Inability to Connect and Articulate
University and college equip students to enter the workplace, but students need to be able to better articulate and demonstrate their abilities in job interviews. For example, University of Michigan surveyed more than 800 employers and found that the people hiring students for jobs believed that recent grads were equipped with the workplace competencies they needed, but were not able to articulate and demonstrate their abilities in job interviews. It’s important that students and new grads learn to translate their learning for potential employers.
“Recent grads are equipped with workplace competencies, but are not able to articulate their abilities in job interviews.”
It can be difficult to pull together a resume that really highlights what you’re capable of. Career centres on campus can help identify and articulate the skills and accomplishments you achieved throughout school and effectively sum it up on your resume. Career centres can also help with how you can address the lack of experience in interviews with potential employers, arming you with confidence when you are interviewing.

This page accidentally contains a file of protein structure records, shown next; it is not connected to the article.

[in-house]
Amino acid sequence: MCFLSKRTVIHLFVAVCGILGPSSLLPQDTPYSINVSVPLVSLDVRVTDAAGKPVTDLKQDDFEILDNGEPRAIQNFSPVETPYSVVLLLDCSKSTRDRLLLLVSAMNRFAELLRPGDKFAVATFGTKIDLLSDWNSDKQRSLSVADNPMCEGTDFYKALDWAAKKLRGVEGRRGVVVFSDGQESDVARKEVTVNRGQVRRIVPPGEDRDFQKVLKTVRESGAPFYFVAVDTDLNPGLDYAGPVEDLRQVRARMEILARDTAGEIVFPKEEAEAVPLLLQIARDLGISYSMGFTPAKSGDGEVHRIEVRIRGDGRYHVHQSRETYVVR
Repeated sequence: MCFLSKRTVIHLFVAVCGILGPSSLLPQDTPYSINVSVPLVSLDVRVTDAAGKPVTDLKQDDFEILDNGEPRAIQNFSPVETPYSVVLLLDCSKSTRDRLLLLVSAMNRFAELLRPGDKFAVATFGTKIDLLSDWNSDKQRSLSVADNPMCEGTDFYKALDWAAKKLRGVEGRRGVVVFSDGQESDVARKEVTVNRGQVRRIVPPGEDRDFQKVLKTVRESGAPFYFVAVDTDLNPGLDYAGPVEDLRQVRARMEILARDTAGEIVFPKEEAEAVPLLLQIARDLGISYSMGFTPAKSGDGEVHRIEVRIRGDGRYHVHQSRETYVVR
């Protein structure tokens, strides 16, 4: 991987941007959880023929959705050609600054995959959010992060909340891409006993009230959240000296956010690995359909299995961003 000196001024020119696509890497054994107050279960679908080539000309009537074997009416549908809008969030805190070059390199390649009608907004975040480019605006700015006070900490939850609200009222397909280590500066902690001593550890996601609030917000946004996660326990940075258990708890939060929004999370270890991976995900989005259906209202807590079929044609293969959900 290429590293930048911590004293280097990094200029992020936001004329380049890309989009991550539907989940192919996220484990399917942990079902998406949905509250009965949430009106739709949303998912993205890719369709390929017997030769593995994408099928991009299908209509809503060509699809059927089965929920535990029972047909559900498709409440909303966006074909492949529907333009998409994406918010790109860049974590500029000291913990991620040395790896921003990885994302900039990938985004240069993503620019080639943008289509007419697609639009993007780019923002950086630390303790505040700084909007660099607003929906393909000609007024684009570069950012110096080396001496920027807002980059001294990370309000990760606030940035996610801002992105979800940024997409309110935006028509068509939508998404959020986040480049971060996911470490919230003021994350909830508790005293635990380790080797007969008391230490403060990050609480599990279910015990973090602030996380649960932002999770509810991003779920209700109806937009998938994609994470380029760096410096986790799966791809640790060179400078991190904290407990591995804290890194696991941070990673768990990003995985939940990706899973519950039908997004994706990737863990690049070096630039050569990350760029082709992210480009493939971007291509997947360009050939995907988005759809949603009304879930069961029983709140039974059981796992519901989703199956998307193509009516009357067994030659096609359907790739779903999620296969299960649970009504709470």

“Students think the diploma or degree they attain will open doors rather than looking at how to sell themselves with the skills and knowledge they developed, failing to create strong job hunting skills and networks while still in school,” Clarence deSchiffart, Coordinator of Career and Essential Skills Service at Nova Scotia Community College explained.
After discussing post-secondary education and student job hunts with post-secondary institutions themselves, I learned that it wasn’t necessarily the degree, certificate or diploma that was going to set grads apart, being successful involves doing research and making sure that education compliments the field you want to pursue. On top of that, taking time to gain experience, preparing yourself for the real world, and making use of the on-campus resources available to you to better understand and articulate your skills and experience, will all help you be successful with your job hunt.
In the final part of this three-part series, we talk to the ultimate source to answer all our job hunt questions—the employers themselves. The final article will take a look at what employers are really looking for, and what they suggest new grads do to get themselves ahead.
Illustration by SLN’s Satesh Mistry.